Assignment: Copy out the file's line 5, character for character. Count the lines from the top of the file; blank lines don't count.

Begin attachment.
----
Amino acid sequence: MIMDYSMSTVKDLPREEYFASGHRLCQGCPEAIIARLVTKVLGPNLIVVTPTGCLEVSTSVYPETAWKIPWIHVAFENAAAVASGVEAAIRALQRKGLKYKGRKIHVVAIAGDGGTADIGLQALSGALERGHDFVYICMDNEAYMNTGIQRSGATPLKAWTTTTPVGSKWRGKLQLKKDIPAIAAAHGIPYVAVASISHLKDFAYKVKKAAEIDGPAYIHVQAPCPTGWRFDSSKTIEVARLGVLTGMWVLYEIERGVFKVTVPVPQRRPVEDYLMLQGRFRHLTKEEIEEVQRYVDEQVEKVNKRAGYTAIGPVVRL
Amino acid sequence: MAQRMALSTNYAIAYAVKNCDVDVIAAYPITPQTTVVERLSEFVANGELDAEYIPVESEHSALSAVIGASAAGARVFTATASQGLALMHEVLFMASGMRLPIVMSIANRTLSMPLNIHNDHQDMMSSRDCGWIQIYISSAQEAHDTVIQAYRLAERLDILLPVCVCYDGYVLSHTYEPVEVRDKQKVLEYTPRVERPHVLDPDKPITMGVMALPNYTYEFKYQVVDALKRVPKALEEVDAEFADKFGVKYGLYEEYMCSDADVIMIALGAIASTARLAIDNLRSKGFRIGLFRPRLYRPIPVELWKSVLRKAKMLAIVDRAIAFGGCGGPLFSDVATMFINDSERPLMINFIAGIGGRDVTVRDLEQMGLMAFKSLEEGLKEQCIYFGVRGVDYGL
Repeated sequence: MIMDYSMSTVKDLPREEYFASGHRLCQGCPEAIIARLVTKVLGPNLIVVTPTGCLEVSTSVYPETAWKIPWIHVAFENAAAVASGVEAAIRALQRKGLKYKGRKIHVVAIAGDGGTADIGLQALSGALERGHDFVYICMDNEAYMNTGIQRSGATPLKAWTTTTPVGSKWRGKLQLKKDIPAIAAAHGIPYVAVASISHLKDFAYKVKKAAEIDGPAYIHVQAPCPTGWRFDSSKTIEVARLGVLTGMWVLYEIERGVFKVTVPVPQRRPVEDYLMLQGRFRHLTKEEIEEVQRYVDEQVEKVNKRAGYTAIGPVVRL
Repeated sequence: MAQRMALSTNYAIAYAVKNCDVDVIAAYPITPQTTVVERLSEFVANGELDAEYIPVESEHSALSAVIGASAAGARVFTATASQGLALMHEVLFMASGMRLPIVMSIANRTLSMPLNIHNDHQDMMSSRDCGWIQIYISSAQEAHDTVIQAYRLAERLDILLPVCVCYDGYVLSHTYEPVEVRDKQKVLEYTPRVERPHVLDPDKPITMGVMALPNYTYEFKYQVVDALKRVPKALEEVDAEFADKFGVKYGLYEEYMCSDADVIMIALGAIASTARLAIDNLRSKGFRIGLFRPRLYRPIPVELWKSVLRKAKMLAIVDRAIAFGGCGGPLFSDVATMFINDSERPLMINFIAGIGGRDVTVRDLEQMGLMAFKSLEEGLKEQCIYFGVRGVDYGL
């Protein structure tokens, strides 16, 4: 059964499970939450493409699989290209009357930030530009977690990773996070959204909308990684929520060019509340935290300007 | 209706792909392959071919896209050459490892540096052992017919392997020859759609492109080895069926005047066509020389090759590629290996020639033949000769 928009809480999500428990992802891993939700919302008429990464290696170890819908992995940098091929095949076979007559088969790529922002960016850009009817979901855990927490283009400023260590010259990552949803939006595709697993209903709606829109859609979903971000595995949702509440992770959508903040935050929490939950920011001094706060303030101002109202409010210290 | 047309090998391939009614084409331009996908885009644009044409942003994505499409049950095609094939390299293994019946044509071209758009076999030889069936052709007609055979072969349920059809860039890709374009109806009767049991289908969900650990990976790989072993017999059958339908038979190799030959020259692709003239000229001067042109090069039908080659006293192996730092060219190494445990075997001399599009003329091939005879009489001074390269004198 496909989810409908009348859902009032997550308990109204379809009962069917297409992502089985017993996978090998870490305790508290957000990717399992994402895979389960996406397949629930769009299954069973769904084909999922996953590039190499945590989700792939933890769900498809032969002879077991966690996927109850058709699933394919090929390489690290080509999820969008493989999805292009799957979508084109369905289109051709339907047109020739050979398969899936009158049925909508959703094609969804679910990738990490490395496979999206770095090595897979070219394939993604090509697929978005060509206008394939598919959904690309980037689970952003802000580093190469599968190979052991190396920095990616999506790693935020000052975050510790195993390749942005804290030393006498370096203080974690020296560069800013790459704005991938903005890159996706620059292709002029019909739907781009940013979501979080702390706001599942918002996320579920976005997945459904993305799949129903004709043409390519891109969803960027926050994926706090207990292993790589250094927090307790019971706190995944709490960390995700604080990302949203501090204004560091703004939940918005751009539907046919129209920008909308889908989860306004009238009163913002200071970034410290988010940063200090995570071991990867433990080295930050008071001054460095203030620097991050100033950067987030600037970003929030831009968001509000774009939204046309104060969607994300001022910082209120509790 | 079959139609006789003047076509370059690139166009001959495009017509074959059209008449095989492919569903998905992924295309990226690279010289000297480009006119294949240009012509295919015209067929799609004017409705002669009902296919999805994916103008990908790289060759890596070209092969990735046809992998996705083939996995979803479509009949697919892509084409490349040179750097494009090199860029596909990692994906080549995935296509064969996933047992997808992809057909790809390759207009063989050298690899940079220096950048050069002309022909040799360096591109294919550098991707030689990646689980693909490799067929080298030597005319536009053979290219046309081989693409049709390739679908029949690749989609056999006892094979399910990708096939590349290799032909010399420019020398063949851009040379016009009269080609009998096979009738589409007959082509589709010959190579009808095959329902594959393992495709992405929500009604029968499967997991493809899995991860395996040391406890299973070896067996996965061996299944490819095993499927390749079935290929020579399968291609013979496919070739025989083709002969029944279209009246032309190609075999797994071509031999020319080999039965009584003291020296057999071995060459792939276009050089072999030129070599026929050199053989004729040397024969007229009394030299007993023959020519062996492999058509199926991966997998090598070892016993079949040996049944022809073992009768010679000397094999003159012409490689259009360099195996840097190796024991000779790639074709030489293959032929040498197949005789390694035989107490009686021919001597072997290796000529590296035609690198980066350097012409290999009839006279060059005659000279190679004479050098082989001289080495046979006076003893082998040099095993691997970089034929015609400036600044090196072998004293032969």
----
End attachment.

């Protein structure tokens, strides 16, 4: 059964499970939450493409699989290209009357930030530009977690990773996070959204909308990684929520060019509340935290300007 | 209706792909392959071919896209050459490892540096052992017919392997020859759609492109080895069926005047066509020389090759590629290996020639033949000769 928009809480999500428990992802891993939700919302008429990464290696170890819908992995940098091929095949076979007559088969790529922002960016850009009817979901855990927490283009400023260590010259990552949803939006595709697993209903709606829109859609979903971000595995949702509440992770959508903040935050929490939950920011001094706060303030101002109202409010210290 | 047309090998391939009614084409331009996908885009644009044409942003994505499409049950095609094939390299293994019946044509071209758009076999030889069936052709007609055979072969349920059809860039890709374009109806009767049991289908969900650990990976790989072993017999059958339908038979190799030959020259692709003239000229001067042109090069039908080659006293192996730092060219190494445990075997001399599009003329091939005879009489001074390269004198 496909989810409908009348859902009032997550308990109204379809009962069917297409992502089985017993996978090998870490305790508290957000990717399992994402895979389960996406397949629930769009299954069973769904084909999922996953590039190499945590989700792939933890769900498809032969002879077991966690996927109850058709699933394919090929390489690290080509999820969008493989999805292009799957979508084109369905289109051709339907047109020739050979398969899936009158049925909508959703094609969804679910990738990490490395496979999206770095090595897979070219394939993604090509697929978005060509206008394939598919959904690309980037689970952003802000580093190469599968190979052991190396920095990616999506790693935020000052975050510790195993390749942005804290030393006498370096203080974690020296560069800013790459704005991938903005890159996706620059292709002029019909739907781009940013979501979080702390706001599942918002996320579920976005997945459904993305799949129903004709043409390519891109969803960027926050994926706090207990292993790589250094927090307790019971706190995944709490960390995700604080990302949203501090204004560091703004939940918005751009539907046919129209920008909308889908989860306004009238009163913002200071970034410290988010940063200090995570071991990867433990080295930050008071001054460095203030620097991050100033950067987030600037970003929030831009968001509000774009939204046309104060969607994300001022910082209120509790 | 079959139609006789003047076509370059690139166009001959495009017509074959059209008449095989492919569903998905992924295309990226690279010289000297480009006119294949240009012509295919015209067929799609004017409705002669009902296919999805994916103008990908790289060759890596070209092969990735046809992998996705083939996995979803479509009949697919892509084409490349040179750097494009090199860029596909990692994906080549995935296509064969996933047992997808992809057909790809390759207009063989050298690899940079220096950048050069002309022909040799360096591109294919550098991707030689990646689980693909490799067929080298030597005319536009053979290219046309081989693409049709390739679908029949690749989609056999006892094979399910990708096939590349290799032909010399420019020398063949851009040379016009009269080609009998096979009738589409007959082509589709010959190579009808095959329902594959393992495709992405929500009604029968499967997991493809899995991860395996040391406890299973070896067996996965061996299944490819095993499927390749079935290929020579399968291609013979496919070739025989083709002969029944279209009246032309190609075999797994071509031999020319080999039965009584003291020296057999071995060459792939276009050089072999030129070599026929050199053989004729040397024969007229009394030299007993023959020519062996492999058509199926991966997998090598070892016993079949040996049944022809073992009768010679000397094999003159012409490689259009360099195996840097190796024991000779790639074709030489293959032929040498197949005789390694035989107490009686021919001597072997290796000529590296035609690198980066350097012409290999009839006279060059005659000279190679004479050098082989001289080495046979006076003893082998040099095993691997970089034929015609400036600044090196072998004293032969």